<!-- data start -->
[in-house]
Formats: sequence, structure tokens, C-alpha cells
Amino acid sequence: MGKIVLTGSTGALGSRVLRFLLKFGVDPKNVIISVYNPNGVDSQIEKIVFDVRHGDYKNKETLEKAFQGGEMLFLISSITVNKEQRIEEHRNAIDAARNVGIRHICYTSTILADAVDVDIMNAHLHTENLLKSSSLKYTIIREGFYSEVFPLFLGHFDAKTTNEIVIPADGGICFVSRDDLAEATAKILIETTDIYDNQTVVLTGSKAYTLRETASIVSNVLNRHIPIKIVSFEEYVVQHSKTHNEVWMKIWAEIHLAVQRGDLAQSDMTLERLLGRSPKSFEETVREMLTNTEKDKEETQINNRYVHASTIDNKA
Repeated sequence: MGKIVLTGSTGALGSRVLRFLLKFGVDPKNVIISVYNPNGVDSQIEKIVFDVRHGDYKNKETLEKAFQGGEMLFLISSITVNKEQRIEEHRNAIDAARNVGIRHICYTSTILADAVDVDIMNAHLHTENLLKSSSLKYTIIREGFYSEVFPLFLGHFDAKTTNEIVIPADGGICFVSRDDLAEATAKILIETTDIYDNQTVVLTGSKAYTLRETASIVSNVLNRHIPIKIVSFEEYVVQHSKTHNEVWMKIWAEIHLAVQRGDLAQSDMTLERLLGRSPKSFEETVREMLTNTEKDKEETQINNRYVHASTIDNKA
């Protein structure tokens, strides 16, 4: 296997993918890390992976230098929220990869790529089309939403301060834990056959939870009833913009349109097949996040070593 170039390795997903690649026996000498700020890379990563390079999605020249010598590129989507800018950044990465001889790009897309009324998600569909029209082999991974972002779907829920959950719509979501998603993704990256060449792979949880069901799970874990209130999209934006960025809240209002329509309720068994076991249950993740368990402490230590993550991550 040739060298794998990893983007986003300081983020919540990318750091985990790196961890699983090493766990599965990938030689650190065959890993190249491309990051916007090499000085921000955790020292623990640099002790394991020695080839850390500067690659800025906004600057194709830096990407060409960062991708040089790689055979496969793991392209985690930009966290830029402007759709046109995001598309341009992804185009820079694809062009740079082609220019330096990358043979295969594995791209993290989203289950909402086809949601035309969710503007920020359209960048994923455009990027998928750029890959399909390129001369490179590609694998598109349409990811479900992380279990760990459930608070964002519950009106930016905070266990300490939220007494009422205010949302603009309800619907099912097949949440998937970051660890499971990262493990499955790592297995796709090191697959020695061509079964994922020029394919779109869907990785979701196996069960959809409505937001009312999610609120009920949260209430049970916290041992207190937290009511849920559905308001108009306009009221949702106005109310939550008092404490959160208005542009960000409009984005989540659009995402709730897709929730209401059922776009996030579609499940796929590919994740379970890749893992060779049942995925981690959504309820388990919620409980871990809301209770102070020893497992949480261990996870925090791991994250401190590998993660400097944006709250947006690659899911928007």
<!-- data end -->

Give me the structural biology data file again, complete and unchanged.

[in-house]
Formats: sequence, structure tokens, C-alpha cells
Amino acid sequence: MGKIVLTGSTGALGSRVLRFLLKFGVDPKNVIISVYNPNGVDSQIEKIVFDVRHGDYKNKETLEKAFQGGEMLFLISSITVNKEQRIEEHRNAIDAARNVGIRHICYTSTILADAVDVDIMNAHLHTENLLKSSSLKYTIIREGFYSEVFPLFLGHFDAKTTNEIVIPADGGICFVSRDDLAEATAKILIETTDIYDNQTVVLTGSKAYTLRETASIVSNVLNRHIPIKIVSFEEYVVQHSKTHNEVWMKIWAEIHLAVQRGDLAQSDMTLERLLGRSPKSFEETVREMLTNTEKDKEETQINNRYVHASTIDNKA
Repeated sequence: MGKIVLTGSTGALGSRVLRFLLKFGVDPKNVIISVYNPNGVDSQIEKIVFDVRHGDYKNKETLEKAFQGGEMLFLISSITVNKEQRIEEHRNAIDAARNVGIRHICYTSTILADAVDVDIMNAHLHTENLLKSSSLKYTIIREGFYSEVFPLFLGHFDAKTTNEIVIPADGGICFVSRDDLAEATAKILIETTDIYDNQTVVLTGSKAYTLRETASIVSNVLNRHIPIKIVSFEEYVVQHSKTHNEVWMKIWAEIHLAVQRGDLAQSDMTLERLLGRSPKSFEETVREMLTNTEKDKEETQINNRYVHASTIDNKA
């Protein structure tokens, strides 16, 4: 296997993918890390992976230098929220990869790529089309939403301060834990056959939870009833913009349109097949996040070593 170039390795997903690649026996000498700020890379990563390079999605020249010598590129989507800018950044990465001889790009897309009324998600569909029209082999991974972002779907829920959950719509979501998603993704990256060449792979949880069901799970874990209130999209934006960025809240209002329509309720068994076991249950993740368990402490230590993550991550 040739060298794998990893983007986003300081983020919540990318750091985990790196961890699983090493766990599965990938030689650190065959890993190249491309990051916007090499000085921000955790020292623990640099002790394991020695080839850390500067690659800025906004600057194709830096990407060409960062991708040089790689055979496969793991392209985690930009966290830029402007759709046109995001598309341009992804185009820079694809062009740079082609220019330096990358043979295969594995791209993290989203289950909402086809949601035309969710503007920020359209960048994923455009990027998928750029890959399909390129001369490179590609694998598109349409990811479900992380279990760990459930608070964002519950009106930016905070266990300490939220007494009422205010949302603009309800619907099912097949949440998937970051660890499971990262493990499955790592297995796709090191697959020695061509079964994922020029394919779109869907990785979701196996069960959809409505937001009312999610609120009920949260209430049970916290041992207190937290009511849920559905308001108009306009009221949702106005109310939550008092404490959160208005542009960000409009984005989540659009995402709730897709929730209401059922776009996030579609499940796929590919994740379970890749893992060779049942995925981690959504309820388990919620409980871990809301209770102070020893497992949480261990996870925090791991994250401190590998993660400097944006709250947006690659899911928007």